While many pundits have been calling for a flat or inverted yield curve – a widely acknowledged recession-predictor – DoubleLine Capital founder, Jeffrey Gundlach, recently argued not so fast. Looking at the difference in yield between the 10-Year and 2-Year U.S Treasuries, Gundlach said in his January 9th, 2018 “Just Markets” webcast, “I’ve noticed that the yield curve has stopped flattening.” Gundlach noted at the time that there are more curve-flattening bets now than at any time since 1995, and said that the crowded trade already wasn’t working.
Normally, creditors demand a higher yield to lend for a longer period of time, making for an upward sloping yield curve. But the curve can flatten or invert if creditors pile into longer term bonds, sending their yields down, if they anticipate a slowing economy and future low rates
Sure enough, after narrowing to 50 basis points on January 4, the difference in yield between the 10-year and the 2-Year has begun to rise again at least for the time being, hitting 62 basis points on February 1.
Gundlach reminded his listeners that the Fed has three rate hikes scheduled for 2018. While that could contribute to flattening or inversion, Gundlach asked listeners to consider the possibility that the long end of the yield curve could steepen. This is in contrast to other asset managers such as Morgan Stanley and T.Rowe Price, who think the Fed’s elevation of short term rates will accompany worldwide central bank balance sheet expansion, buoying demand for long-term debt and leading to a flat yield curve. According to a Bloomberg article, Morgan Stanley strategist, Matthew Hornbach, thinks the U.S. central bank’s plans to shrink its balance sheet is already priced into the market, and that the yield curve will flatten in the third quarter of this year.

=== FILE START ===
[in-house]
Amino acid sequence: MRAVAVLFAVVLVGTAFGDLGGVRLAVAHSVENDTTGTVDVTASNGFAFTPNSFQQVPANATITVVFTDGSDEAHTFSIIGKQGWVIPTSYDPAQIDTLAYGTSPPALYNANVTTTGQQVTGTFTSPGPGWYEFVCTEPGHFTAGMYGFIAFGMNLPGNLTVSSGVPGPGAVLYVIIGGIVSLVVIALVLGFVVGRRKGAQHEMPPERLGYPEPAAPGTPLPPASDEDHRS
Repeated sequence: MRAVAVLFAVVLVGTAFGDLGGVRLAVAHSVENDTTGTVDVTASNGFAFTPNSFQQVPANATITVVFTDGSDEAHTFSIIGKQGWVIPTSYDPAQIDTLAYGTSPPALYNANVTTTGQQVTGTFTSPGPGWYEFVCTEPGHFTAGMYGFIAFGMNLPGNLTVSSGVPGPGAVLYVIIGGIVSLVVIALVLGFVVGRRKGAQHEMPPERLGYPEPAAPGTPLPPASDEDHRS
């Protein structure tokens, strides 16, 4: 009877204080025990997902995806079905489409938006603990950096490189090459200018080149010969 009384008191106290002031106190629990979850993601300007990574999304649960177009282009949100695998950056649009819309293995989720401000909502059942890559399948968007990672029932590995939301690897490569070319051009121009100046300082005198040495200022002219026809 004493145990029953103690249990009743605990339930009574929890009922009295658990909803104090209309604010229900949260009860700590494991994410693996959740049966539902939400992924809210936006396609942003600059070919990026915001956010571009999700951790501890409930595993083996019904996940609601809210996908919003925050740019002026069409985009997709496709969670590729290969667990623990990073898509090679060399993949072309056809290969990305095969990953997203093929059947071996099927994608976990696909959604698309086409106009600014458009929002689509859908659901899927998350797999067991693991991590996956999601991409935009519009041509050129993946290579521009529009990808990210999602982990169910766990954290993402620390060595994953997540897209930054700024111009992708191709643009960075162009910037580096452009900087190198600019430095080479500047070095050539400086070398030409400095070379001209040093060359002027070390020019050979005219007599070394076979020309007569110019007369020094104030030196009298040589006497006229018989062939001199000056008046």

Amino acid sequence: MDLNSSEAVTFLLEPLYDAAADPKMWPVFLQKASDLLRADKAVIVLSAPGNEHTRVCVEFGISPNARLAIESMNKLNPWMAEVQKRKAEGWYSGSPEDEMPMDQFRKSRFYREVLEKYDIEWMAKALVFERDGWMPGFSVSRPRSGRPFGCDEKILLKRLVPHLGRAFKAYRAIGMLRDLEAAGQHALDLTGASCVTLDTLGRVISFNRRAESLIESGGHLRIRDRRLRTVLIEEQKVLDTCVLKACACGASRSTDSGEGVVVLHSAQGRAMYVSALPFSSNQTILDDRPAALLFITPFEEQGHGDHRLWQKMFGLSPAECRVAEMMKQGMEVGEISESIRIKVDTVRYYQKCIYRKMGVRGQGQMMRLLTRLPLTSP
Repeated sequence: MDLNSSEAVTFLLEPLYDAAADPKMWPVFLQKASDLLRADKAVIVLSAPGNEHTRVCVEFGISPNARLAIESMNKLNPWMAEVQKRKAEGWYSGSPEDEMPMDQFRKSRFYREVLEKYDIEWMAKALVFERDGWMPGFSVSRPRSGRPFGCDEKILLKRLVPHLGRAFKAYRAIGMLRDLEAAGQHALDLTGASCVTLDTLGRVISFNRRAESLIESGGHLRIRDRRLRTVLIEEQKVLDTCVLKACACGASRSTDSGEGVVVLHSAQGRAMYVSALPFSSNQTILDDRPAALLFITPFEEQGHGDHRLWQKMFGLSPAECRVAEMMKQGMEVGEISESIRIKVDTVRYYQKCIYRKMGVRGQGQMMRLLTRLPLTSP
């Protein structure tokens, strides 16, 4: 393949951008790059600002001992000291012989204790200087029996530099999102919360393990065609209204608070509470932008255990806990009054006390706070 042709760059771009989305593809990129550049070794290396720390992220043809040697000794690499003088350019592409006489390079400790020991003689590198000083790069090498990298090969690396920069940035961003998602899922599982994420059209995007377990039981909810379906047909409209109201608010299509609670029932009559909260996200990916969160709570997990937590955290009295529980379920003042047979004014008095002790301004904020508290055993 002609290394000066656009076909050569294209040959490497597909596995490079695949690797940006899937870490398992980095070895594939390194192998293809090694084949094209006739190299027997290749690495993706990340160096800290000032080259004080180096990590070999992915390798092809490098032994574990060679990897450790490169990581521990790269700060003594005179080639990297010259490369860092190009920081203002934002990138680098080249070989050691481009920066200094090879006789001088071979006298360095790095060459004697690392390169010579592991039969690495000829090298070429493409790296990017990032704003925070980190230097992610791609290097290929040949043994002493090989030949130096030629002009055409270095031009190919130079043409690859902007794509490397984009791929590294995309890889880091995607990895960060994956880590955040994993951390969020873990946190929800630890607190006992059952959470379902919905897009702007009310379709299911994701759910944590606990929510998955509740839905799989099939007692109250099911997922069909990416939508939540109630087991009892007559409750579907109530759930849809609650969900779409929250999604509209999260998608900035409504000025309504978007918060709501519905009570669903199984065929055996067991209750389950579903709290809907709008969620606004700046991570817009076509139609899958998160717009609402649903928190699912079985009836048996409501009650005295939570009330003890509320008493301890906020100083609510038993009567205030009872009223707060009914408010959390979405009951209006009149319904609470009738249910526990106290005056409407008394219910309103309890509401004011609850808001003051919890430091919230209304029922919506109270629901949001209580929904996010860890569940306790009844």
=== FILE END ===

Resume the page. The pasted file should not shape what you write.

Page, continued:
Gundlach said leading indictors show no recession for the next six months. From the time of Gundlach’s webcast on January 9th through February 1st, the spread between the 10-Year and 2-year Treasuries has widened from 57 to 62 basis points.
On Friday, Gundlach tweeted about the Federal Reserve Bank of Atlanta’s GDPNow estimate of 5.4% GDP growth for Q1 2018 and average hourly earnings increases. These developments support an inflationary thesis and a steepening curve. Late Saturday, Gundlach also gave an interview to Reuters’ Jennifer Ablan arguing that it was “hard to love bonds at even 3 percent,” given recent GDP growth estimates.
Commenting on the blistering pace of rate increases on parts of the yield curve since September, Gundlach told Reuters that “this is partly caused by the manic mood and partly caused by the falling dollar and related rising commodities.”
While Gundlach doesn’t think bond yields of 3% are attractive given prospective economic growth, PIMCO’s Dan Ivascyn and Mark Kiesel say 3% yield on 10-Year Treasuries might be a signal to buy, according to another Bloomberg article. The article quotes Ivascyn saying “[T]here’ll be buyers of bonds if we back up to 3 percent,”